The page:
With all of the recent confusion over the immemorial custom of women covering their heads at Mass, and whether there has been any change to its obligatory nature, Holy Mother Church once again steps in to provide guidance for her children.
In his ongoing pastoral care, and as part of his program for liturgical restoration, His Holiness, Pope Benedict XVI, has today announced that indeed the obligation for women to cover their heads at Mass continues to be in full force and effect. Yet, because the Holy Father believes in organic development in the liturgy, he has changed the nature of the type of headcovering to be used.
Instead of the venerable mantilla, the Holy Father has mandated that women must wear a snood at Mass. Link here.
What is a snood? It’s easier to show than describe. Here is photo of one:
And don’t think that the snood is just some novelty. No sir! It has been around for centuries, as this nifty painting will attest:
Even in the tumultuous 1940s, women wore these practical, yet oh-so-stylish lids while manning the Papal factories. Here is a photo of some ladies putting the finishing touches on a sedia gestatoria:
The trend towards snoods is affecting other sectors of modern life, and even other religious and cultural movements. For example, the Rasta-snood:
Even the “womenpriest” movement is getting into the act. This promotional photo (of paid models, not the galpriests themselves–or did I even need to point that out?) shows their new priest-chic line:
In retrospect, this may explain why Cardinal Burke assured his recent correspondent that a veil was no longer expected. The great Cardinal was almost certainly in the know, but didn’t dare reveal the glorious destiny that was to confront the snood.
However, not everyone can wear them. Sorry, Your Holiness, but you will have to remove that when you enter St. Peter’s:
And does it matter?
The Republicans have passed out of committee legislation requiring internet providers to keep logs of their customers’ activities for one year–in case police want to review them in the future. The story below calls this a victory for “conservative” Republicans. War is peace. Freedom is slavery. Ignorance is strength.
Today brings a remarkable collection of stories of interest from our local newspaper of record:
2. In a story I won’t link, or even explain all that much due to the grotesque content, an owner of an “S&M” club seeks city approval of what would be the first such legal “for-profit” enterprise in Missouri. If you must read the story, search STLToday for yourself. I post about it because a supporter “sees [the] effort as a civil rights issue.”[He] is definitely pushing the envelope in order to make things more mainstream,” she said.
Hmmm, a “civil rights issue” done “in order to make things more mainstream.” Does that sound familiar? That brings us to two more stories…
3. Nearly one-fourth of “gay-couple” households in the area are raising kids. I suspect that DCFS isn’t that concerned.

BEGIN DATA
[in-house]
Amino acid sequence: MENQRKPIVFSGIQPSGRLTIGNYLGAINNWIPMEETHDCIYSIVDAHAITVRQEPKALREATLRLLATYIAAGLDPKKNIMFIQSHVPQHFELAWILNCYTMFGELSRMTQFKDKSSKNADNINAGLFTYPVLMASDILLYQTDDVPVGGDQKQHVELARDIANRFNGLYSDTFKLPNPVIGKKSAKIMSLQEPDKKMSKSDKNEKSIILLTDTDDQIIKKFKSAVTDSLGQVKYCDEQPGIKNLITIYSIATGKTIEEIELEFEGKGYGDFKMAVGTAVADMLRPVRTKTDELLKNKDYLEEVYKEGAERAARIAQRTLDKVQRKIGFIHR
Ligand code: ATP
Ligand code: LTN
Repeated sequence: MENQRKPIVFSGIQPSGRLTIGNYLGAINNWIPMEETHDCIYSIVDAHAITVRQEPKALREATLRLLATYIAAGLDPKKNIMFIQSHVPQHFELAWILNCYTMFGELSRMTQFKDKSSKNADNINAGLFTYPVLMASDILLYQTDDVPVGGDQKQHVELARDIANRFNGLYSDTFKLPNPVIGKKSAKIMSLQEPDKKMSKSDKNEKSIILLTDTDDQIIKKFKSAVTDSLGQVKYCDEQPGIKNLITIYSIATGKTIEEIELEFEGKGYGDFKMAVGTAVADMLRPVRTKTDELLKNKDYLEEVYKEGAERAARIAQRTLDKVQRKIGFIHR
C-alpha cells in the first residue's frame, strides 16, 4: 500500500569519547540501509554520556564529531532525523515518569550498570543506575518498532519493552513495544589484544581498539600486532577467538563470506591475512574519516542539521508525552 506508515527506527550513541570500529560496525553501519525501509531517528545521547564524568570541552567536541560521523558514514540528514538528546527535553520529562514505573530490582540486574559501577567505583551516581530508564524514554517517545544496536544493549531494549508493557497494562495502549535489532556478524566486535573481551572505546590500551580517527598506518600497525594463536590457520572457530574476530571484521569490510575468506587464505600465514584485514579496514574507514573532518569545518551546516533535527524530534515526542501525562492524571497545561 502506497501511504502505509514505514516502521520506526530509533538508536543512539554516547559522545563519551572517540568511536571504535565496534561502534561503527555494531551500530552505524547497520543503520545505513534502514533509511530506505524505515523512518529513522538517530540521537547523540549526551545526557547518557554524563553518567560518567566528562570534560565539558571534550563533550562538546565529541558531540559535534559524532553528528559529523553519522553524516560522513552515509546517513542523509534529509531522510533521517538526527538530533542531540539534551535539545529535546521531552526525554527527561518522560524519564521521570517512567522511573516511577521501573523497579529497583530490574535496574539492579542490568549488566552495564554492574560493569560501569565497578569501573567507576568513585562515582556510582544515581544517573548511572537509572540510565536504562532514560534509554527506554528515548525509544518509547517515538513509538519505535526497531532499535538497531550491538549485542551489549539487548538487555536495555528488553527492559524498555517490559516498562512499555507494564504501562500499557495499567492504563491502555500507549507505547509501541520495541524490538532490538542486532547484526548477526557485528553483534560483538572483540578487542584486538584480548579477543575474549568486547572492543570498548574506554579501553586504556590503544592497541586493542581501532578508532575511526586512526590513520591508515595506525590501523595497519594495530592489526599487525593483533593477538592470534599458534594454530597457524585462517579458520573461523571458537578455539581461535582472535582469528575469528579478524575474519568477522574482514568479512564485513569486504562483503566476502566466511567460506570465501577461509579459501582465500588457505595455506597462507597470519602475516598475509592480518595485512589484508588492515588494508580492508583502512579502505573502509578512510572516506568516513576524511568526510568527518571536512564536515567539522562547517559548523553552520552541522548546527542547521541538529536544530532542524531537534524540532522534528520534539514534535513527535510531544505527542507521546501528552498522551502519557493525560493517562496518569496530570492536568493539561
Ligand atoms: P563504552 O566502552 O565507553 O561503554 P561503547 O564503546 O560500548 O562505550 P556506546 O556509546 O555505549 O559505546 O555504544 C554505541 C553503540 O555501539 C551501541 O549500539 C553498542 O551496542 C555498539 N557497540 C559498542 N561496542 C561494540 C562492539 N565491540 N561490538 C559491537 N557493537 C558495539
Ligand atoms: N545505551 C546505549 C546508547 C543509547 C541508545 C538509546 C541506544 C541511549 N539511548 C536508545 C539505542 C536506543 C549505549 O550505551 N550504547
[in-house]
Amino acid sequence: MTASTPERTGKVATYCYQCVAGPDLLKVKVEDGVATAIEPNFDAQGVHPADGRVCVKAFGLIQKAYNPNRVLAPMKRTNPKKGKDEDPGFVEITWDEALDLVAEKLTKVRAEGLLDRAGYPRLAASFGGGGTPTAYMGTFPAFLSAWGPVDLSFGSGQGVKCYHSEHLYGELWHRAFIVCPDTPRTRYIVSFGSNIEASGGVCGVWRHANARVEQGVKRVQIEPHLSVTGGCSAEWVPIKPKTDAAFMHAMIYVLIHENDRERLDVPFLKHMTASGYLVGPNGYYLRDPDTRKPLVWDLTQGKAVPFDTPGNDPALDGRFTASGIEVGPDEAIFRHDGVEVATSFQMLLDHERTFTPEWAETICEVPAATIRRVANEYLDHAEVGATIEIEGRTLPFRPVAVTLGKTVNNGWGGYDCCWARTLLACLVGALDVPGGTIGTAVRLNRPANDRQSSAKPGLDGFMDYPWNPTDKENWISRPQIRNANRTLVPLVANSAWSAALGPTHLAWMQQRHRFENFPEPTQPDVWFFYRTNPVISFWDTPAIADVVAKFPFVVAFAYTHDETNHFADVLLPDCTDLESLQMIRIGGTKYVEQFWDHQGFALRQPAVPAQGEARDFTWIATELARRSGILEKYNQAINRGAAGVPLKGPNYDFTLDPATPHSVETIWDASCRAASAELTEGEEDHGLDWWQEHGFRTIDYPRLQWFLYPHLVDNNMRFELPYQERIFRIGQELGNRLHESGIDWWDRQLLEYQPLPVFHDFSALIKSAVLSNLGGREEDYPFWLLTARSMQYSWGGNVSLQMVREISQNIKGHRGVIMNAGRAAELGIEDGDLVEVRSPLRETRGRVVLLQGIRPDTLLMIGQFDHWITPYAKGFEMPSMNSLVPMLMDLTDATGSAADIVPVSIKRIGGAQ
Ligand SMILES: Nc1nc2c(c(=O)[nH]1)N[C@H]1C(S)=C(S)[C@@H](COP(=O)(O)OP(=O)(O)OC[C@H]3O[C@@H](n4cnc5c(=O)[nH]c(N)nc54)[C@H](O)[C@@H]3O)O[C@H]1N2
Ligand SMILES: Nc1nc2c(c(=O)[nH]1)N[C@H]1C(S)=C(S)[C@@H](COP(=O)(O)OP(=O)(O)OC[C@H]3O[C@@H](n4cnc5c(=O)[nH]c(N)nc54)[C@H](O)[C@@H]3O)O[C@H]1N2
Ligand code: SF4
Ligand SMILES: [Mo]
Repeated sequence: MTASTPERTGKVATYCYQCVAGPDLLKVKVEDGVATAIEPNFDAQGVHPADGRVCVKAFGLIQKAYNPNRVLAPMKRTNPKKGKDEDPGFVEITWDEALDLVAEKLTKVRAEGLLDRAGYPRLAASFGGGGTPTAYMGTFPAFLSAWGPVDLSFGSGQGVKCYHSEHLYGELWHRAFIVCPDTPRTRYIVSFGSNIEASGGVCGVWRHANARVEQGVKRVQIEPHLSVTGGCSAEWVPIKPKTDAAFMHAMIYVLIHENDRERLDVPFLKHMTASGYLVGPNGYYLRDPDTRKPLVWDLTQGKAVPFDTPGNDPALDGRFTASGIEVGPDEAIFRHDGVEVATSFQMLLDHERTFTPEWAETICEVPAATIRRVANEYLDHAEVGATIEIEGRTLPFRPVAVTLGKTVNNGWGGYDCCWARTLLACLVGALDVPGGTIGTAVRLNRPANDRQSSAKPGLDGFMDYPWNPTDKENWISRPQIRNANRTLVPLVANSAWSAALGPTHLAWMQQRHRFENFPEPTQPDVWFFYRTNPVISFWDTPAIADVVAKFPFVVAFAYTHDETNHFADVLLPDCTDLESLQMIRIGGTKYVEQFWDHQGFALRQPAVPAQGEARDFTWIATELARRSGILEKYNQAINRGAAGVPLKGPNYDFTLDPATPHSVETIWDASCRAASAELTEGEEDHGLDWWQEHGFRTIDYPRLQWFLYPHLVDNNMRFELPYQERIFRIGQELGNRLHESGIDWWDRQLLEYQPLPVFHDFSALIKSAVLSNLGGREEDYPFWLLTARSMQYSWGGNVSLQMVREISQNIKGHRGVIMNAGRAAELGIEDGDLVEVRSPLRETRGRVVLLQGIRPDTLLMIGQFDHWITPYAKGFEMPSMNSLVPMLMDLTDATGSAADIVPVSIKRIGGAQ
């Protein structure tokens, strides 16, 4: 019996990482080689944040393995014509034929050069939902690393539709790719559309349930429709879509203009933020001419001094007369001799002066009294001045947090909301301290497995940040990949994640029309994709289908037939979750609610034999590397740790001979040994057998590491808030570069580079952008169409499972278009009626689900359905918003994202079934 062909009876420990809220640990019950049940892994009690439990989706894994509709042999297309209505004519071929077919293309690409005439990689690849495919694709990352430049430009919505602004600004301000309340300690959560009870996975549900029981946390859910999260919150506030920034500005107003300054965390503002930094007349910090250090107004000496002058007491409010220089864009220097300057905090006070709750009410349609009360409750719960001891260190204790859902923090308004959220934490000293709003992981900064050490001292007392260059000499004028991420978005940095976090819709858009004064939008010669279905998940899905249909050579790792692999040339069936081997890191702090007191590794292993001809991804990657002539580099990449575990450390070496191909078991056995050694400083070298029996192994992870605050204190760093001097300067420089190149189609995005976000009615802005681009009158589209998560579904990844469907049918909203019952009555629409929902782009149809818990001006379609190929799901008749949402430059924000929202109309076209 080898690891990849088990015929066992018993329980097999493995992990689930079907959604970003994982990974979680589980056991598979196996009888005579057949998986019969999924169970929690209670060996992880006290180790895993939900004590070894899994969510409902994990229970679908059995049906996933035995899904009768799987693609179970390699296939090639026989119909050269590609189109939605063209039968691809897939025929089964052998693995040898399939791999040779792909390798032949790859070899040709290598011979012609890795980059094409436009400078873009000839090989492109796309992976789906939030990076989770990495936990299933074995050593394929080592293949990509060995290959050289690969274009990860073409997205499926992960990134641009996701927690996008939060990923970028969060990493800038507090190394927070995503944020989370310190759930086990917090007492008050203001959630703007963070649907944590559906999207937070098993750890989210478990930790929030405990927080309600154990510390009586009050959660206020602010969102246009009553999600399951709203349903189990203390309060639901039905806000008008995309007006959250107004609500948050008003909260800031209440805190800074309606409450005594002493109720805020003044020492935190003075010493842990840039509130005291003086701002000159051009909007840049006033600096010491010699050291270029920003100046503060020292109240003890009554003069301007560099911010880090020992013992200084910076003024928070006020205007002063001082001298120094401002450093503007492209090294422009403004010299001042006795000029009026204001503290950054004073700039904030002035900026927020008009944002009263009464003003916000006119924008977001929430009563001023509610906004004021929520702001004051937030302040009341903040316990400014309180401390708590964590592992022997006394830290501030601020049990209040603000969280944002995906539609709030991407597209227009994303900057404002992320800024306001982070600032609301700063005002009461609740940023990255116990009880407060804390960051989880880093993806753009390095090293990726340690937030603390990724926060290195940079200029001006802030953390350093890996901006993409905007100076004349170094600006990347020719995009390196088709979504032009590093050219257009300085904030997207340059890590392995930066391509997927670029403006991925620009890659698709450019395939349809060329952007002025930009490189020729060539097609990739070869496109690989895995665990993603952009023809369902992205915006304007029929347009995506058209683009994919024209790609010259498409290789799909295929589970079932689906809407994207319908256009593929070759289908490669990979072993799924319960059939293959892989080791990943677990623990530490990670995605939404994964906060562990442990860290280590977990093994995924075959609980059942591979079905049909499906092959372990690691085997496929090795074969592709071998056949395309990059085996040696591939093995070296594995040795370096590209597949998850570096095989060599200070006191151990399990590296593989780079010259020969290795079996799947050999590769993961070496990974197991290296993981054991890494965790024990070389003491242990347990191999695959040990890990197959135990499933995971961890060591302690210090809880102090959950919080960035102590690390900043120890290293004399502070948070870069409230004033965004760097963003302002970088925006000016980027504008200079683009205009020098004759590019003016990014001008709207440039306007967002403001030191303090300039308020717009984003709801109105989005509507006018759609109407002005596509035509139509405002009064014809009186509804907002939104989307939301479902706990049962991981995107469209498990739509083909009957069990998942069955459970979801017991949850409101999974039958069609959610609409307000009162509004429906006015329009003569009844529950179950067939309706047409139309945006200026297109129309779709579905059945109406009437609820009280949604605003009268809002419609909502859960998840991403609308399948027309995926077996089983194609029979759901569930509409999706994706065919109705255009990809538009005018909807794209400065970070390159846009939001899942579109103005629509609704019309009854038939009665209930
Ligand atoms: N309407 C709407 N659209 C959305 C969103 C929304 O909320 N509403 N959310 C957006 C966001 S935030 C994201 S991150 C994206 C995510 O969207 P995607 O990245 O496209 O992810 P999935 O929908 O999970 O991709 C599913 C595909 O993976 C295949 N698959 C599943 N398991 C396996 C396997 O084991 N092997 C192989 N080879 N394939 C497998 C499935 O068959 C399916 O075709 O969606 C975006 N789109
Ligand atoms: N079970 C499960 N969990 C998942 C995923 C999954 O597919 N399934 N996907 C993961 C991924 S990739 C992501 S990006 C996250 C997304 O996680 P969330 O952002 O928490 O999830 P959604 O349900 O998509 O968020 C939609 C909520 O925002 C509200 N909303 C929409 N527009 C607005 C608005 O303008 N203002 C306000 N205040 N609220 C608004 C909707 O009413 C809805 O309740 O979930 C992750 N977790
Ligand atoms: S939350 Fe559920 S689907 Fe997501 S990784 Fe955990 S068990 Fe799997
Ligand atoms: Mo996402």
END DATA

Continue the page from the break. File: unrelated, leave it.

4. Following the lead of the department of redundancy department’s favorite burg (the City of University City), the more pedestrian-named City of Olivette now has passed two so-called “gay-rights” measures, including a domestic partner registry.
And who says there isn’t any good news anymore?
The talk continued about the Church. Dan, it appeared, was much entertained by those who considered the Church to be totalitarian.
“You’d think, to hear some good people talk,” he said, “the Church has some sort of secret Swiss Guard like a slave state’s secret police to seize me in the dead of the night if I should deny her authority. The truth is I am the police, the judge and the jury– I am the jailer and the firing squad.
“If I gave up going to church and apostatized, no one I know of would be the least concerned except my lovely Doris here. The bishop, who never heard of me, would certainly not chase after me in great perturbation. And if I took up a life of crime, about the only interest in me would come from the police. The truth is, alas, I’m free to go to hell any way I wish. My salvation is my own personal problem. The Church is about as totalitarian as my own dear mother was. It might have been better for me if both of them had had a little of the totalitarian in them.”
He sipped his wine. “And so far as the Pope and the hierarchy being a gang of political schemers plotting like a bureau of internationalists to take over countries of the world–!” He laughed again. “In recent centuries, the guardians of the Church have, with few exceptions, been politically so innocent that the Church’s survival can be explained only in terms of her divinity. And this I hold is good. Far better political failure and spiritual progress than the other way around, as happens with nationalist churches whose desire for security commits them to the devious practices of politics and hence to compromise, and dooms them thus to eventual extinction.
“But the shepherds of the Church are always and in every way suspect, as the First Shepherd was always and in every way suspect. Whatever is done or said, even if it is only the warning of the threat divorce is to the home and hence to the nation, is misconstrued as being against the freedom of man and even against the welfare of the country. He who insists on the rules of the game becomes by strange reasoning the enemy of liberty. But so it must be, I suppose. The absolute is always suspect. […]
“Once, one of these invectives against old Mother Church so put me in a dither that I could not write a letter. I wrote some verse instead.” He smiled, took a little wine. “It is always good when you are in a dither to write verse.” […]
A very insightful quote from the Lifesite interview with author and artist Michael O’Brien about his ongoing critique of the Harry Potter books and movies.
It seems appropriate to other contexts, too.